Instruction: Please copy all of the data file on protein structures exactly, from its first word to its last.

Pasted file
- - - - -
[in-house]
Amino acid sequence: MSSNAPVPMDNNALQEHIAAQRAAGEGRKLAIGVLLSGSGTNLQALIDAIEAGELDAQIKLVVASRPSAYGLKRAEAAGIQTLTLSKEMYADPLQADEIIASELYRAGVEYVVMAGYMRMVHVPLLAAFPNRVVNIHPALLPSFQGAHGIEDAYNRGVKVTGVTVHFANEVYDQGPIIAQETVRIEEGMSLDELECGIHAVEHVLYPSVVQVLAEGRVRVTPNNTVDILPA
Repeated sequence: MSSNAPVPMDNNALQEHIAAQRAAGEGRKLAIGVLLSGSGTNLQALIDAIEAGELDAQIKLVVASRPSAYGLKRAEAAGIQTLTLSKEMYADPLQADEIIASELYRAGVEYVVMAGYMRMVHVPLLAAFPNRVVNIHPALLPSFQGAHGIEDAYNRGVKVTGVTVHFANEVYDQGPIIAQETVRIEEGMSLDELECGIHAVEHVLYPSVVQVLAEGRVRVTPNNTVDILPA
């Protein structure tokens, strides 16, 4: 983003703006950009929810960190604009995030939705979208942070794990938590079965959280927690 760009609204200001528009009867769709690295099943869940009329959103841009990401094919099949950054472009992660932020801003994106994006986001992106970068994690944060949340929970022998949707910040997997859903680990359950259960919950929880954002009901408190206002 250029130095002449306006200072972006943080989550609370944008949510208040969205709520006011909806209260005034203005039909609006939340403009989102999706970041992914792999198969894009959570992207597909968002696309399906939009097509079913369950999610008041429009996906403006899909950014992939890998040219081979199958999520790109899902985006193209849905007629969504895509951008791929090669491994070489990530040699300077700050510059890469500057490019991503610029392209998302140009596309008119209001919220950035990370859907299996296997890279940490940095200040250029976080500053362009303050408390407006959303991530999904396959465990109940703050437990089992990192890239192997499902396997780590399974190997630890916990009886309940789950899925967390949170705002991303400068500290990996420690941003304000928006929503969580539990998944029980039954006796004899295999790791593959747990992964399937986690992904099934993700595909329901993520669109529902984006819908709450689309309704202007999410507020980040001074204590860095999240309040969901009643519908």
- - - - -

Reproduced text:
[in-house]
Amino acid sequence: MSSNAPVPMDNNALQEHIAAQRAAGEGRKLAIGVLLSGSGTNLQALIDAIEAGELDAQIKLVVASRPSAYGLKRAEAAGIQTLTLSKEMYADPLQADEIIASELYRAGVEYVVMAGYMRMVHVPLLAAFPNRVVNIHPALLPSFQGAHGIEDAYNRGVKVTGVTVHFANEVYDQGPIIAQETVRIEEGMSLDELECGIHAVEHVLYPSVVQVLAEGRVRVTPNNTVDILPA
Repeated sequence: MSSNAPVPMDNNALQEHIAAQRAAGEGRKLAIGVLLSGSGTNLQALIDAIEAGELDAQIKLVVASRPSAYGLKRAEAAGIQTLTLSKEMYADPLQADEIIASELYRAGVEYVVMAGYMRMVHVPLLAAFPNRVVNIHPALLPSFQGAHGIEDAYNRGVKVTGVTVHFANEVYDQGPIIAQETVRIEEGMSLDELECGIHAVEHVLYPSVVQVLAEGRVRVTPNNTVDILPA
């Protein structure tokens, strides 16, 4: 983003703006950009929810960190604009995030939705979208942070794990938590079965959280927690 760009609204200001528009009867769709690295099943869940009329959103841009990401094919099949950054472009992660932020801003994106994006986001992106970068994690944060949340929970022998949707910040997997859903680990359950259960919950929880954002009901408190206002 250029130095002449306006200072972006943080989550609370944008949510208040969205709520006011909806209260005034203005039909609006939340403009989102999706970041992914792999198969894009959570992207597909968002696309399906939009097509079913369950999610008041429009996906403006899909950014992939890998040219081979199958999520790109899902985006193209849905007629969504895509951008791929090669491994070489990530040699300077700050510059890469500057490019991503610029392209998302140009596309008119209001919220950035990370859907299996296997890279940490940095200040250029976080500053362009303050408390407006959303991530999904396959465990109940703050437990089992990192890239192997499902396997780590399974190997630890916990009886309940789950899925967390949170705002991303400068500290990996420690941003304000928006929503969580539990998944029980039954006796004899295999790791593959747990992964399937986690992904099934993700595909329901993520669109529902984006819908709450689309309704202007999410507020980040001074204590860095999240309040969901009643519908």